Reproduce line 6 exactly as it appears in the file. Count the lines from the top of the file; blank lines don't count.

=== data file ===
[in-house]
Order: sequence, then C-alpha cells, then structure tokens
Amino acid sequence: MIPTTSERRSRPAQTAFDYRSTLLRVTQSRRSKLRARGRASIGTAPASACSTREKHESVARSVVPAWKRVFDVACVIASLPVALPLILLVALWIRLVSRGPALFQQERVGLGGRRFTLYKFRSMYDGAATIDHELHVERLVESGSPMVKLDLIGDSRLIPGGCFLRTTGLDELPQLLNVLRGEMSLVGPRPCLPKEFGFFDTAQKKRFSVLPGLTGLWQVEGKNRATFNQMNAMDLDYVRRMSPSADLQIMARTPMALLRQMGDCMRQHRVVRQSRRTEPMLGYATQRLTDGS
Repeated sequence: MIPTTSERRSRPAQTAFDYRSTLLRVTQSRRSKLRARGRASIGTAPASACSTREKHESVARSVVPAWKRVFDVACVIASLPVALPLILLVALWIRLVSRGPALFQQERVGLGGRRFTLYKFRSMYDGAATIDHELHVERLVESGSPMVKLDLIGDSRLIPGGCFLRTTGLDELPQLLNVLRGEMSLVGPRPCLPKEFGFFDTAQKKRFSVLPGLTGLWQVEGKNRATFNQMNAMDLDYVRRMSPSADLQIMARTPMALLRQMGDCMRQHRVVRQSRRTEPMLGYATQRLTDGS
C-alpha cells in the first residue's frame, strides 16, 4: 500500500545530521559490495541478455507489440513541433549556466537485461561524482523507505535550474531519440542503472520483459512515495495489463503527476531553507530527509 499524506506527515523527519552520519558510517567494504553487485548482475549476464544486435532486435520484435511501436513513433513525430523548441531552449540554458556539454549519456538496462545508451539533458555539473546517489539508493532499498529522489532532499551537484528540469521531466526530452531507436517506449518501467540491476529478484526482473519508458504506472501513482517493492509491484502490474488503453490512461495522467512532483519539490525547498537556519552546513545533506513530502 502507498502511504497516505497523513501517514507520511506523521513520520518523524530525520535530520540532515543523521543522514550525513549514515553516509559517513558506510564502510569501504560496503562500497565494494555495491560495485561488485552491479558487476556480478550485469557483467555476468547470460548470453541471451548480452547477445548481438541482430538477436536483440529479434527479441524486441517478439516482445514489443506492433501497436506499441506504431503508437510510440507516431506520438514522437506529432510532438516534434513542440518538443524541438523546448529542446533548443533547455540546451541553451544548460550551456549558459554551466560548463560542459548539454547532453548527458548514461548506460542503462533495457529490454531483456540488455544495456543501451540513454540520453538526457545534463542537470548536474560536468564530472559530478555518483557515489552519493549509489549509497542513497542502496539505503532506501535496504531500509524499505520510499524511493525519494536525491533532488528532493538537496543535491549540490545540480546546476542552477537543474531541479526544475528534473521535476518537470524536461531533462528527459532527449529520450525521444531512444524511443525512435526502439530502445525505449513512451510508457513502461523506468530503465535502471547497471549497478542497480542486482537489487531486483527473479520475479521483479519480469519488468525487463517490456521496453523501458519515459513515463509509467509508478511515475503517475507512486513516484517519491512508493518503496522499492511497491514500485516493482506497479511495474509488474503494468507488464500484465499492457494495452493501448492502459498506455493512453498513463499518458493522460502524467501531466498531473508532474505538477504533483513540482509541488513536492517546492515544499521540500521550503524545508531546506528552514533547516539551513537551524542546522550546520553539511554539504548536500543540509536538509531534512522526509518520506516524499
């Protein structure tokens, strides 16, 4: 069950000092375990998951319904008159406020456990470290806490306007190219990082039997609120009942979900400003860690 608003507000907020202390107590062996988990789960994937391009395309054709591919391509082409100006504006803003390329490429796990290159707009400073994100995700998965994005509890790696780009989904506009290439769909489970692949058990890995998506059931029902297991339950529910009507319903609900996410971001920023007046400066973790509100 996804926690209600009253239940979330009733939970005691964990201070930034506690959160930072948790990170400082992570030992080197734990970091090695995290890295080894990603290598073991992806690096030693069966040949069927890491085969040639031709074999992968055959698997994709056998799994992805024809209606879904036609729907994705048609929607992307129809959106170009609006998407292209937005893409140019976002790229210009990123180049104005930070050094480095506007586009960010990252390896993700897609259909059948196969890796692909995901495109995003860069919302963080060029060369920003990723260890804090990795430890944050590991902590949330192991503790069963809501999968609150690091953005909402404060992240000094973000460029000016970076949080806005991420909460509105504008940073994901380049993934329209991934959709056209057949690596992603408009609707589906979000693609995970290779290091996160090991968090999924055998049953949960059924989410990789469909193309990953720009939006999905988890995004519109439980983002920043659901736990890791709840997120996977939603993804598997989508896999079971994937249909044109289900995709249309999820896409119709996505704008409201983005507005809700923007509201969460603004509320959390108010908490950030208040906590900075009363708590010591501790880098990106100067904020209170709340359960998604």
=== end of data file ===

């Protein structure tokens, strides 16, 4: 069950000092375990998951319904008159406020456990470290806490306007190219990082039997609120009942979900400003860690 608003507000907020202390107590062996988990789960994937391009395309054709591919391509082409100006504006803003390329490429796990290159707009400073994100995700998965994005509890790696780009989904506009290439769909489970692949058990890995998506059931029902297991339950529910009507319903609900996410971001920023007046400066973790509100 996804926690209600009253239940979330009733939970005691964990201070930034506690959160930072948790990170400082992570030992080197734990970091090695995290890295080894990603290598073991992806690096030693069966040949069927890491085969040639031709074999992968055959698997994709056998799994992805024809209606879904036609729907994705048609929607992307129809959106170009609006998407292209937005893409140019976002790229210009990123180049104005930070050094480095506007586009960010990252390896993700897609259909059948196969890796692909995901495109995003860069919302963080060029060369920003990723260890804090990795430890944050590991902590949330192991503790069963809501999968609150690091953005909402404060992240000094973000460029000016970076949080806005991420909460509105504008940073994901380049993934329209991934959709056209057949690596992603408009609707589906979000693609995970290779290091996160090991968090999924055998049953949960059924989410990789469909193309990953720009939006999905988890995004519109439980983002920043659901736990890791709840997120996977939603993804598997989508896999079971994937249909044109289900995709249309999820896409119709996505704008409201983005507005809700923007509201969460603004509320959390108010908490950030208040906590900075009363708590010591501790880098990106100067904020209170709340359960998604």